Everything Else

US Women’s National Team Q&A With Zoe Hayden From Victory Press

As you have probably seen today, the US Women’s National Hockey team has announced they’re going to boycott the upcoming World Championships due to a labor/pay dispute. We thought we’d check in with someone a little more plugged into things than we are, our friend Zoe at VictoryPress.org. Follow her on Twitter @Zoeclaire_

While I think most everyone can understand what’s going on here, what are the conditions the US Women play under now and what are they asking for from US Hockey?

– Their demands seem to be that they are asking for their costs to be covered to participate in USA Hockey events and also that USA Hockey spend the same amount of money on development for the women’s game as they spend on the men’s game, as well as paying them to develop/train as athletes.  Considering the high profile of the women’s team, their overall skill set and status as a perennial medal favorite in any international tournament in which they participate, this seems reasonable.

Some players receive small monthly stipends from USAH.  I don’t know how the money is divided but it’s certainly not enough to live on and most players have other ways of making income if they play for USAH.  Per the NYT, they receive “virtually nothing” in between Olympic residencies: https://www.nytimes.com/2017/03/15/sports/hockey/team-usa-women-boycott-world-championships.html?smid=tw-share&_r=2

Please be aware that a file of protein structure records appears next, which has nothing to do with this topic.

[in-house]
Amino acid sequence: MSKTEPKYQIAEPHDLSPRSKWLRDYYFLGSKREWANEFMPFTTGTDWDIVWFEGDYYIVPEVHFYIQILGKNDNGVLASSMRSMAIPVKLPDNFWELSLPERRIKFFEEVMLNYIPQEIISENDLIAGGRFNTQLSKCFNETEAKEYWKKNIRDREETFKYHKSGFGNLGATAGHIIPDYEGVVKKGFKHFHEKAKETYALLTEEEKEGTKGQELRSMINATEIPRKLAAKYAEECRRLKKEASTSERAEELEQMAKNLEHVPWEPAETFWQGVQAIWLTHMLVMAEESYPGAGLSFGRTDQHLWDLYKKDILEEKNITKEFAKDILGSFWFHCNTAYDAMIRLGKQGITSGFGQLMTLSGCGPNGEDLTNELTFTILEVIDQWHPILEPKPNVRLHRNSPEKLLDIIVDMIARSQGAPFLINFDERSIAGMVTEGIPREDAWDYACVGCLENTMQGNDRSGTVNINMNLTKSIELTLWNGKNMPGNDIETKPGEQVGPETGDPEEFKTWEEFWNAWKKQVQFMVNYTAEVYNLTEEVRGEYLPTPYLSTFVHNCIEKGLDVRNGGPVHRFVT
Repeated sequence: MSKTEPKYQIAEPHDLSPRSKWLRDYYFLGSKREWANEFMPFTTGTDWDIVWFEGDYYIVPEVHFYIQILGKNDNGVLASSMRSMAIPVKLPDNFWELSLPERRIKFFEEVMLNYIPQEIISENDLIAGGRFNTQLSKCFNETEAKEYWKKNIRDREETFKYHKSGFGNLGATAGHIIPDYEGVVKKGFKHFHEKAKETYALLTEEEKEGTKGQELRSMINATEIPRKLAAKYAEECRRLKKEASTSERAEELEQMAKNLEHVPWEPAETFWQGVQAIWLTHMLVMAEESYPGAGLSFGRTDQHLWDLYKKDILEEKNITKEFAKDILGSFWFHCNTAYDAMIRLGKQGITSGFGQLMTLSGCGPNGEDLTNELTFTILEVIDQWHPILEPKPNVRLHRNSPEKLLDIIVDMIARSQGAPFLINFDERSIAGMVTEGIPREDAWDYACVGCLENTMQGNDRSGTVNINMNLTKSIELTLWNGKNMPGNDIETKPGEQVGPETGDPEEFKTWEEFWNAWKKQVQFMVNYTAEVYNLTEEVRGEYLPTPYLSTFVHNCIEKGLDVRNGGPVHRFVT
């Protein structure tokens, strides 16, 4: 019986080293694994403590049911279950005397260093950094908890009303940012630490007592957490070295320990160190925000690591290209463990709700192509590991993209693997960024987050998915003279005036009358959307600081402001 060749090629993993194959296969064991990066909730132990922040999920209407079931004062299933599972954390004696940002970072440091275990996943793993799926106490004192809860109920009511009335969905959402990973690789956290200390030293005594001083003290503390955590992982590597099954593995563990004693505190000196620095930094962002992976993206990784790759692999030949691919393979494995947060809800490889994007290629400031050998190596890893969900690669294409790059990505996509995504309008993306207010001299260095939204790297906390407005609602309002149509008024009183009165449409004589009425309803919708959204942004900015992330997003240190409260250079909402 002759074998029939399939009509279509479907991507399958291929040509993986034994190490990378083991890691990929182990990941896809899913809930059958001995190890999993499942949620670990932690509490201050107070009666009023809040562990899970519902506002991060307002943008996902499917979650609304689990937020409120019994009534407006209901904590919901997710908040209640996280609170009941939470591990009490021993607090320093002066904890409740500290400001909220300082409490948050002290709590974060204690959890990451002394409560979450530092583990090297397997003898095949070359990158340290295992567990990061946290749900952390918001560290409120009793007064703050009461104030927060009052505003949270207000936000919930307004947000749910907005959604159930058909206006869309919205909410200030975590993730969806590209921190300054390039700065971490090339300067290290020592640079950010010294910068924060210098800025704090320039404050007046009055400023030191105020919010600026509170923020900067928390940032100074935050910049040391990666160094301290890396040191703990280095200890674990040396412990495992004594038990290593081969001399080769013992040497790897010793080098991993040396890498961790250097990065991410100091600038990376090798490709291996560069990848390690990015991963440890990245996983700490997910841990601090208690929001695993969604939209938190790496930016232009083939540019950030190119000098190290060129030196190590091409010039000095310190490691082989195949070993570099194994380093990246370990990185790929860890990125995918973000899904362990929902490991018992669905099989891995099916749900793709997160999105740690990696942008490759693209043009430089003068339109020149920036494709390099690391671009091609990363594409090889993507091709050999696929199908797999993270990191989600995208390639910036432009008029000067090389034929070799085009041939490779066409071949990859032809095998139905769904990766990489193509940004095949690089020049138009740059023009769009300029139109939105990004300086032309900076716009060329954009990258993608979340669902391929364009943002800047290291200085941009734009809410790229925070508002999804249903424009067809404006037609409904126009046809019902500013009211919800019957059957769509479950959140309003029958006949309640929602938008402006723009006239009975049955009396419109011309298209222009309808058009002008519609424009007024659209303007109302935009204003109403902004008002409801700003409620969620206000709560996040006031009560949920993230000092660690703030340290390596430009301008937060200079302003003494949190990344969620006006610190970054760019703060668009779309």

Ok, the parameters of the US Women’s National team against US  Hockey are easy enough to understand. I want to get to the lower levels, which this also seems to involve. We know about the development team in Ann Arbor for boys, as many NHL-ers have come out of there. Is there not the same thing for girls? And even if there is, what’s the discrepancy like overall?

I do not know of a similar development program for girls; the NDP is strictly for boys’ U18s and U17s.  The girls have a U18 tournament as well but as far as I know they simply hold smaller camps when they can get the girls away from their high school teams.  The NDP plays a juniors-style schedule; there is nothing like that for girls’ hockey anywhere in the United States.  The girls’ program has U18 development camps, some of the 2017 schedule is available here: http://teamusa.usahockey.com/page/show/2429266-usa-hockey-girls-player-development-camps

It’s not as rigorous and they certainly don’t invest as much in the girls as they do the boys.  I think that is evident from the way the NDP is set up.

Do we have some idea of the pool of money US Hockey has? Because this is going to get into the same territory as the US Women’s soccer labor dispute as well, where we’re discussing TV and gate revenue from each World Cup and percentages. But obviously, US Hockey is holding something back here.

I don’t know anything about exact figures.  But, you’d think that they would have more money to spend on the women and sustain them as athletes given that senior-level men of potential Olympic caliber are either with the NHL or with an elite NCAA or Major Junior program and don’t require any financial support to, you know, survive.  I imagine more detailed numbers will be born out as part of this negotiation process.  You’d think that the NDP and the World Junior boys’ team would be the biggest financial obligations that USAH has, and what the team is citing is a fundamental discrepancy in investment.  They never budgeted for the women, so it’s as if they don’t exist.